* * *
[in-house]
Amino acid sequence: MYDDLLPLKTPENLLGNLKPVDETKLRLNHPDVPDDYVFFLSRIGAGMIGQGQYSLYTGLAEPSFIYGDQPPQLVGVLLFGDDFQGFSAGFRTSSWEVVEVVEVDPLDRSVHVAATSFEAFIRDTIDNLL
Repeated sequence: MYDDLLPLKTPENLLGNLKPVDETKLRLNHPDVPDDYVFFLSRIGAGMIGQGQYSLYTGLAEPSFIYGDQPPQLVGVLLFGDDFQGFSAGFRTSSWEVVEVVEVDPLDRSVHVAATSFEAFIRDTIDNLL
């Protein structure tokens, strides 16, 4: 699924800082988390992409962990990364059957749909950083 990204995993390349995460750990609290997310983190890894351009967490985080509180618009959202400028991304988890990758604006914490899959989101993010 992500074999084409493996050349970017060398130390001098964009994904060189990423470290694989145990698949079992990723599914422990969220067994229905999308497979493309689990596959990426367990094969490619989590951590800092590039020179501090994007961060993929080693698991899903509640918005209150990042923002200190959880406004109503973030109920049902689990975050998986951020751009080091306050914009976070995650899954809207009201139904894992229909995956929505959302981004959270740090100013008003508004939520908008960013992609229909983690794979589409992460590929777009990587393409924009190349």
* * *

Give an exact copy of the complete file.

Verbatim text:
[in-house]
Amino acid sequence: MYDDLLPLKTPENLLGNLKPVDETKLRLNHPDVPDDYVFFLSRIGAGMIGQGQYSLYTGLAEPSFIYGDQPPQLVGVLLFGDDFQGFSAGFRTSSWEVVEVVEVDPLDRSVHVAATSFEAFIRDTIDNLL
Repeated sequence: MYDDLLPLKTPENLLGNLKPVDETKLRLNHPDVPDDYVFFLSRIGAGMIGQGQYSLYTGLAEPSFIYGDQPPQLVGVLLFGDDFQGFSAGFRTSSWEVVEVVEVDPLDRSVHVAATSFEAFIRDTIDNLL
């Protein structure tokens, strides 16, 4: 699924800082988390992409962990990364059957749909950083 990204995993390349995460750990609290997310983190890894351009967490985080509180618009959202400028991304988890990758604006914490899959989101993010 992500074999084409493996050349970017060398130390001098964009994904060189990423470290694989145990698949079992990723599914422990969220067994229905999308497979493309689990596959990426367990094969490619989590951590800092590039020179501090994007961060993929080693698991899903509640918005209150990042923002200190959880406004109503973030109920049902689990975050998986951020751009080091306050914009976070995650899954809207009201139904894992229909995956929505959302981004959270740090100013008003508004939520908008960013992609229909983690794979589409992460590929777009990587393409924009190349």